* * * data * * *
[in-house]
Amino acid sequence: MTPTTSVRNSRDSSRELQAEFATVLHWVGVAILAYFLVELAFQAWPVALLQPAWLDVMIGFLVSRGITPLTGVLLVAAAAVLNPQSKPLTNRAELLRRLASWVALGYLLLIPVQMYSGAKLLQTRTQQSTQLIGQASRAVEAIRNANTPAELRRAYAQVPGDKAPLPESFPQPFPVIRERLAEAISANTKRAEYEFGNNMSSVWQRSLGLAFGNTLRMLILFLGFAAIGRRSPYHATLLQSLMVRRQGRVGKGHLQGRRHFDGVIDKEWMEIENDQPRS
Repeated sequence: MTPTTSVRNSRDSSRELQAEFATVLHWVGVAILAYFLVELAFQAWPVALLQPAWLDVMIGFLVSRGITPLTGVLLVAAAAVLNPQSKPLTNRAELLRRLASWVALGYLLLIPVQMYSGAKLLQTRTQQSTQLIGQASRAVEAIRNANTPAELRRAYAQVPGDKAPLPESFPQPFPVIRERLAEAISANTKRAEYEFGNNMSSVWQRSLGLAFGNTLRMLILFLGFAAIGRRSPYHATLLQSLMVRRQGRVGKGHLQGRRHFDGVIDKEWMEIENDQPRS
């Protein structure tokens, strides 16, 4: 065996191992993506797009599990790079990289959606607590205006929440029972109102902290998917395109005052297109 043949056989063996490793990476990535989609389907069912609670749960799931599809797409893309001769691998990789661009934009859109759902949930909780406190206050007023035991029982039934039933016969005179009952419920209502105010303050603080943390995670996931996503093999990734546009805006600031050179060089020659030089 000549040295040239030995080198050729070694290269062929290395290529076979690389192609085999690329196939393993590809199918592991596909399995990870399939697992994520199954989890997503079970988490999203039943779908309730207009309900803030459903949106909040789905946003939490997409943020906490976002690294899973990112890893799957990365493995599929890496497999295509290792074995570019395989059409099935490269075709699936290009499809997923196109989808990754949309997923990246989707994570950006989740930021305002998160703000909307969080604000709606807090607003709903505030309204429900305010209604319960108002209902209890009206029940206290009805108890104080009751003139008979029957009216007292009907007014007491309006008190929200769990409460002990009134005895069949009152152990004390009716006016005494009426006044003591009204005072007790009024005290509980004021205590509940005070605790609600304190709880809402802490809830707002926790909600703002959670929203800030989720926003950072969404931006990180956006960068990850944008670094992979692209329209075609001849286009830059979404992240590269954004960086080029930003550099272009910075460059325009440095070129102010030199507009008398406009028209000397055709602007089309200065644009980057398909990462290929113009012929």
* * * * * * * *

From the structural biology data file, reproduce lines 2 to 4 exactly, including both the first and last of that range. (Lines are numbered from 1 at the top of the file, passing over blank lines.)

Amino acid sequence: MTPTTSVRNSRDSSRELQAEFATVLHWVGVAILAYFLVELAFQAWPVALLQPAWLDVMIGFLVSRGITPLTGVLLVAAAAVLNPQSKPLTNRAELLRRLASWVALGYLLLIPVQMYSGAKLLQTRTQQSTQLIGQASRAVEAIRNANTPAELRRAYAQVPGDKAPLPESFPQPFPVIRERLAEAISANTKRAEYEFGNNMSSVWQRSLGLAFGNTLRMLILFLGFAAIGRRSPYHATLLQSLMVRRQGRVGKGHLQGRRHFDGVIDKEWMEIENDQPRS
Repeated sequence: MTPTTSVRNSRDSSRELQAEFATVLHWVGVAILAYFLVELAFQAWPVALLQPAWLDVMIGFLVSRGITPLTGVLLVAAAAVLNPQSKPLTNRAELLRRLASWVALGYLLLIPVQMYSGAKLLQTRTQQSTQLIGQASRAVEAIRNANTPAELRRAYAQVPGDKAPLPESFPQPFPVIRERLAEAISANTKRAEYEFGNNMSSVWQRSLGLAFGNTLRMLILFLGFAAIGRRSPYHATLLQSLMVRRQGRVGKGHLQGRRHFDGVIDKEWMEIENDQPRS
């Protein structure tokens, strides 16, 4: 065996191992993506797009599990790079990289959606607590205006929440029972109102902290998917395109005052297109 043949056989063996490793990476990535989609389907069912609670749960799931599809797409893309001769691998990789661009934009859109759902949930909780406190206050007023035991029982039934039933016969005179009952419920209502105010303050603080943390995670996931996503093999990734546009805006600031050179060089020659030089 000549040295040239030995080198050729070694290269062929290395290529076979690389192609085999690329196939393993590809199918592991596909399995990870399939697992994520199954989890997503079970988490999203039943779908309730207009309900803030459903949106909040789905946003939490997409943020906490976002690294899973990112890893799957990365493995599929890496497999295509290792074995570019395989059409099935490269075709699936290009499809997923196109989808990754949309997923990246989707994570950006989740930021305002998160703000909307969080604000709606807090607003709903505030309204429900305010209604319960108002209902209890009206029940206290009805108890104080009751003139008979029957009216007292009907007014007491309006008190929200769990409460002990009134005895069949009152152990004390009716006016005494009426006044003591009204005072007790009024005290509980004021205590509940005070605790609600304190709880809402802490809830707002926790909600703002959670929203800030989720926003950072969404931006990180956006960068990850944008670094992979692209329209075609001849286009830059979404992240590269954004960086080029930003550099272009910075460059325009440095070129102010030199507009008398406009028209000397055709602007089309200065644009980057398909990462290929113009012929």